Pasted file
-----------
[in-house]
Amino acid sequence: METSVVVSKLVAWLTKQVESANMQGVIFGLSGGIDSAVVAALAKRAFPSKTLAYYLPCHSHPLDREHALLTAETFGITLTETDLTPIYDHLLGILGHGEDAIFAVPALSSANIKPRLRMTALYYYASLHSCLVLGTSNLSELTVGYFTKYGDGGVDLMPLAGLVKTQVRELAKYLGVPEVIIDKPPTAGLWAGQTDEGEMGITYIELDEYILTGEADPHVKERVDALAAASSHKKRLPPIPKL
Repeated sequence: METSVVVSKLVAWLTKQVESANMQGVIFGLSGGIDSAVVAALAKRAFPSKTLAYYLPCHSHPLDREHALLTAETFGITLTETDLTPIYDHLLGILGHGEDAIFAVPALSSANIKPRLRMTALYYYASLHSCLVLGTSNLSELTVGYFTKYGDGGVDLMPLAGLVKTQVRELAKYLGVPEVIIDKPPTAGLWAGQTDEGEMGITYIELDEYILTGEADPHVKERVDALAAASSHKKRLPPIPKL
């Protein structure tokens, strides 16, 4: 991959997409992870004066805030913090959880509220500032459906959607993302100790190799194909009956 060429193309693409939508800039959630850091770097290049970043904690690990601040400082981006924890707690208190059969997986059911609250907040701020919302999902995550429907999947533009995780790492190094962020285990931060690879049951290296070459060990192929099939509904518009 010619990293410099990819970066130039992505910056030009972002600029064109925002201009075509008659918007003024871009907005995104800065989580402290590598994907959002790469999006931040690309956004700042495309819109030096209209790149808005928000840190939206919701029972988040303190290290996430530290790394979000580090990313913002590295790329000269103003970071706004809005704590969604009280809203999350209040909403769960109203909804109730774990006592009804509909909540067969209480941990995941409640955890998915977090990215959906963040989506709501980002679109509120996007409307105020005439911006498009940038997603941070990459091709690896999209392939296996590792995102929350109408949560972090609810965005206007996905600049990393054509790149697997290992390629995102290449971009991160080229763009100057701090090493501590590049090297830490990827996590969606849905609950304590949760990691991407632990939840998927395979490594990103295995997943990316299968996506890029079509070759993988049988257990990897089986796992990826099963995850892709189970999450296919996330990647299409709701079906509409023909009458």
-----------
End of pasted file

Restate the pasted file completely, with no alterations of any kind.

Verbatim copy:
[in-house]
Amino acid sequence: METSVVVSKLVAWLTKQVESANMQGVIFGLSGGIDSAVVAALAKRAFPSKTLAYYLPCHSHPLDREHALLTAETFGITLTETDLTPIYDHLLGILGHGEDAIFAVPALSSANIKPRLRMTALYYYASLHSCLVLGTSNLSELTVGYFTKYGDGGVDLMPLAGLVKTQVRELAKYLGVPEVIIDKPPTAGLWAGQTDEGEMGITYIELDEYILTGEADPHVKERVDALAAASSHKKRLPPIPKL
Repeated sequence: METSVVVSKLVAWLTKQVESANMQGVIFGLSGGIDSAVVAALAKRAFPSKTLAYYLPCHSHPLDREHALLTAETFGITLTETDLTPIYDHLLGILGHGEDAIFAVPALSSANIKPRLRMTALYYYASLHSCLVLGTSNLSELTVGYFTKYGDGGVDLMPLAGLVKTQVRELAKYLGVPEVIIDKPPTAGLWAGQTDEGEMGITYIELDEYILTGEADPHVKERVDALAAASSHKKRLPPIPKL
């Protein structure tokens, strides 16, 4: 991959997409992870004066805030913090959880509220500032459906959607993302100790190799194909009956 060429193309693409939508800039959630850091770097290049970043904690690990601040400082981006924890707690208190059969997986059911609250907040701020919302999902995550429907999947533009995780790492190094962020285990931060690879049951290296070459060990192929099939509904518009 010619990293410099990819970066130039992505910056030009972002600029064109925002201009075509008659918007003024871009907005995104800065989580402290590598994907959002790469999006931040690309956004700042495309819109030096209209790149808005928000840190939206919701029972988040303190290290996430530290790394979000580090990313913002590295790329000269103003970071706004809005704590969604009280809203999350209040909403769960109203909804109730774990006592009804509909909540067969209480941990995941409640955890998915977090990215959906963040989506709501980002679109509120996007409307105020005439911006498009940038997603941070990459091709690896999209392939296996590792995102929350109408949560972090609810965005206007996905600049990393054509790149697997290992390629995102290449971009991160080229763009100057701090090493501590590049090297830490990827996590969606849905609950304590949760990691991407632990939840998927395979490594990103295995997943990316299968996506890029079509070759993988049988257990990897089986796992990826099963995850892709189970999450296919996330990647299409709701079906509409023909009458």